Moors and McCumber
Primary URL: http://www.moorsandmccumber.com/
Most folk bands can’t seem to update an age-old sound into the future. That’s not saying that the genre needs it. It really doesn’t have to perform such a function to have merit, but the only way new sounds can be created is by making a hodgepodge stew and see if you cook up a delicacy. Moors and McCumber integrate electric guitar, indie influences and pop songwriting into a cohesive bridge of the gap between the rustic folk music of yore with the more up-to-date feel of The Lumineers on their 4th full-length platter, Pandemonium.
The lush harmony vocals and soulful softness of “Crack a Smile” showcases a duo that has probably studied the greats such as Simon and Garfunkel or Hall and Oates. They know how to tie their voices together for smooth verses, emotive choruses and plenty of resolution. Acoustic guitars caress the sensory glands while the piano chimes in during all of the right crescendos. Differing from other folk bands, there is a nice sense of percussion with a rock flavored beat and subtle snare filling giving the music more bottom than most.
Ballads are a major factor on the album, adding up to over half of Pandemonium’s running time. While that’s not always a good idea even for seasoned artists with decades in the business, Moors and McCumber alter tone and mood in these situations enough so that things never fall into a stale routine. “Take Me Away” is a brilliant contrast of sunny mandolin shades and a rumbling cello that lends additional strength to a song that tells of love lost in poetic, Earthy stanzas. This song features some of the heartiest vocals on the album with Moors and McCumber harmonizing at the top of their lungs as they play off each other in astounding melody. Elsewhere, “All Great Tragedy” strips away the extra instruments leaving only the strum of mandolin and the twinkle of guitar to keep the progressions intact.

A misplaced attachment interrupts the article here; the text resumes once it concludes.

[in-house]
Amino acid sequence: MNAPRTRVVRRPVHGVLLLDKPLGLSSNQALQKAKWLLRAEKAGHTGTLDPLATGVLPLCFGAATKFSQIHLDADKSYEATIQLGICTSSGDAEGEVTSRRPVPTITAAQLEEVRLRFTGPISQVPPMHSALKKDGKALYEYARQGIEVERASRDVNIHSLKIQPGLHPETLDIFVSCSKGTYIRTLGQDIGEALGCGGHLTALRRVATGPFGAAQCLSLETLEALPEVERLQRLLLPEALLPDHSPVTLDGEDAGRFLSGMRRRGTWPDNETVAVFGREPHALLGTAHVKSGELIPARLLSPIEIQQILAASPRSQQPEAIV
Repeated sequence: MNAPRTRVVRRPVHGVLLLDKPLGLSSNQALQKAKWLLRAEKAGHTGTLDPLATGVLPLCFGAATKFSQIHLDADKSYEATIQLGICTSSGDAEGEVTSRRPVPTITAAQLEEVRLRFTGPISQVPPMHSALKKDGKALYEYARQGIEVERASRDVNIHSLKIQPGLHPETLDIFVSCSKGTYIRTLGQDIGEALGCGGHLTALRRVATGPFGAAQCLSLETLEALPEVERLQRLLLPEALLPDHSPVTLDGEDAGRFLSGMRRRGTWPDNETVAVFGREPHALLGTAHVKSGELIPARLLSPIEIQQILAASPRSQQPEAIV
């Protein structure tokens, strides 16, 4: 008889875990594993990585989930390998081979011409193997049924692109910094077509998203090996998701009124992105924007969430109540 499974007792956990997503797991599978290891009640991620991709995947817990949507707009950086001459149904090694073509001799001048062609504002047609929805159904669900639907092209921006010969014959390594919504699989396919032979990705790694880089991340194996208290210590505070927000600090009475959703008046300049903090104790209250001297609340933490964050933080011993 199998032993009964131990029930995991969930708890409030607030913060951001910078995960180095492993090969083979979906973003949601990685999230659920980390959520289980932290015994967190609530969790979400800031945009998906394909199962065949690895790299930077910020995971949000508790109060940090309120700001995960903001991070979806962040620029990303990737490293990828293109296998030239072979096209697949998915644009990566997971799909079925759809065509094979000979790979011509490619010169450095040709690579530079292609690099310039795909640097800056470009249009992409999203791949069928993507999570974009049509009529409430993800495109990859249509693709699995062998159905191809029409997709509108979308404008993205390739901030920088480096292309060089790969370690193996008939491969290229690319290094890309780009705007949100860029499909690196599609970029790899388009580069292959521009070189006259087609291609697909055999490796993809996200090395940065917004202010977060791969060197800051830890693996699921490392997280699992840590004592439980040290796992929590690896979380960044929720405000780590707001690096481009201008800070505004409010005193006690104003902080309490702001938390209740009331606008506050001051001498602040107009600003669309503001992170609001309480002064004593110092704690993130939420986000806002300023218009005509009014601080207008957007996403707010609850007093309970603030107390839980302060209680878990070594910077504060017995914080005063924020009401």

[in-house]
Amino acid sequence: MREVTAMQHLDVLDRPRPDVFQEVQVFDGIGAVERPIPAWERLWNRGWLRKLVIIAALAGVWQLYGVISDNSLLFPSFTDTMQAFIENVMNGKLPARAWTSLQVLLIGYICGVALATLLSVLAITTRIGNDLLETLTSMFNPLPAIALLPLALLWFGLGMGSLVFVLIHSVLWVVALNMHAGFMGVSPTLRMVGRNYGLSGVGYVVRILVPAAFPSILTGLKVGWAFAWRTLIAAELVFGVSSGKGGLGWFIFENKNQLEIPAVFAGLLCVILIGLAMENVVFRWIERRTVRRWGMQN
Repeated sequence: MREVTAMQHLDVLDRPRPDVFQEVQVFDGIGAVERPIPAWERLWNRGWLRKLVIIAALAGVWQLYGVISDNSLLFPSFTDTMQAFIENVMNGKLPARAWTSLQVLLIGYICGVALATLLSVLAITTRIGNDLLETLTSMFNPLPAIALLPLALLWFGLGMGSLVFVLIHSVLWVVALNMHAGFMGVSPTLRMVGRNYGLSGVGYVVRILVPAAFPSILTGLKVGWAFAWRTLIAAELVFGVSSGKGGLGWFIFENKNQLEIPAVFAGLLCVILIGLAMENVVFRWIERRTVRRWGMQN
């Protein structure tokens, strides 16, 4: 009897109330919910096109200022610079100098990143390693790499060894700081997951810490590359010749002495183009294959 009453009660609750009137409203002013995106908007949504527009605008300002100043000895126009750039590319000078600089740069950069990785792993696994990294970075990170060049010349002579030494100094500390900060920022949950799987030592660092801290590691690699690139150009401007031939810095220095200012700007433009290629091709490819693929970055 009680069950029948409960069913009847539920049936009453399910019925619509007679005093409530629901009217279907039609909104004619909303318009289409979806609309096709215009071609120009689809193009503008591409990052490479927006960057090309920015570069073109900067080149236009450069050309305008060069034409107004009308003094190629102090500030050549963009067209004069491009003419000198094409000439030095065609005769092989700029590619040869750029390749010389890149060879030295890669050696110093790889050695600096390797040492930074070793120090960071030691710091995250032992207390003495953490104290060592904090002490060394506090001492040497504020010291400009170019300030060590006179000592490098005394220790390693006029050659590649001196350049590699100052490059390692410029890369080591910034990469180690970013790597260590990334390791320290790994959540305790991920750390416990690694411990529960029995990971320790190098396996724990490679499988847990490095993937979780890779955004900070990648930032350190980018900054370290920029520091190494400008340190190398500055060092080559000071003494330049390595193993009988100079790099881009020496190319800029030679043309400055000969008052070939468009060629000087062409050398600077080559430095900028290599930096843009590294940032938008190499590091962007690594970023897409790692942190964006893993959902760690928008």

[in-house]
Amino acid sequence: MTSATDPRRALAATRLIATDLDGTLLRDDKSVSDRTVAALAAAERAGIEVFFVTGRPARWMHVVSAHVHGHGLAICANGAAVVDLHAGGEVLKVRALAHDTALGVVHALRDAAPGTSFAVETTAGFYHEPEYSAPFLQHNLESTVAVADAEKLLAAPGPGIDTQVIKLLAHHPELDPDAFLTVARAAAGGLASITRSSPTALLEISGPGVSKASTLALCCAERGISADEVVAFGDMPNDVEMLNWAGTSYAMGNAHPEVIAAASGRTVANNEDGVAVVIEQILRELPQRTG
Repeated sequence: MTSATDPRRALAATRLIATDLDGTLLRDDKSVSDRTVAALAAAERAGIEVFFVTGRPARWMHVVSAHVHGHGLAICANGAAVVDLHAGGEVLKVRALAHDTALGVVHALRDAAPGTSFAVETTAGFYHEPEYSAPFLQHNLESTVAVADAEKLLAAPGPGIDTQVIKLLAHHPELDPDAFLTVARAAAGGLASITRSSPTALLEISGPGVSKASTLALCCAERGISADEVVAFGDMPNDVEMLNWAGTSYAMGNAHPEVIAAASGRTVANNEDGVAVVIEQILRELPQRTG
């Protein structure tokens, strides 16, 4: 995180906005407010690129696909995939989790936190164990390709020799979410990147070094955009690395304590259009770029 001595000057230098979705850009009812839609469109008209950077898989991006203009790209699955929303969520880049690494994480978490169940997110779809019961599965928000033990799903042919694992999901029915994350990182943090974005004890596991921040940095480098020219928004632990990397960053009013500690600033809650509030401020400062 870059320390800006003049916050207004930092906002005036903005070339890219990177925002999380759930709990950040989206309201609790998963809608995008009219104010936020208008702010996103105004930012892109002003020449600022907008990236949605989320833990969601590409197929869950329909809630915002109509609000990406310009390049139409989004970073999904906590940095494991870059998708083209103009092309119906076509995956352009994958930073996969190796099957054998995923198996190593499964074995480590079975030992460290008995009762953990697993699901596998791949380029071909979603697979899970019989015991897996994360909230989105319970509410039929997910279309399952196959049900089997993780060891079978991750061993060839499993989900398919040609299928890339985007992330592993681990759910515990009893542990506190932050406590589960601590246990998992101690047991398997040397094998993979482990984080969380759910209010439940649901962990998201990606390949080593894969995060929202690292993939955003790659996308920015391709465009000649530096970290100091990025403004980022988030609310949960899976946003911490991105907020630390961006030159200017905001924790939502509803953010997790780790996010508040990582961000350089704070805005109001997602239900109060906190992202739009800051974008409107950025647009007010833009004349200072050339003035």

I’m not saying that this album lacks energy. That would be a bold-faced lie. They get a hot, barn-burning blaze going on “You Take Me Somewhere”. The guitars, bass and fiddle congeal into a pyre of incendiary proportions with enough pluck n’ circumstance on hand to inspire a ride across the hard country on horseback as the vocals push harder and so does the melodies. “If Living Was Easy” features the harmonica in a prominent role. This composition is so old time-y sounding I wouldn’t be surprised if Hank Williams had it in his songbook at one point or another. “Bend or Be Broken” has a thumping backbeat and an almost waltz style arrangement which is a nice departure from the traditional tunes and closing title track could win an award for the most beautiful song I’ve heard all year. It’s played in the key of heartbreak and it will pull on the heartstrings no matter how hard you resist.
Pandemonium is without a doubt one of the year’s best records. In a world crowded with pop, radio rock, rap and techno, honest to God songwriters are hard to come by. Moors and McCumber are taking the movement back for all of the greats who toiled away to see their hard work usurped by digestible pop. No music fan should miss this masterpiece.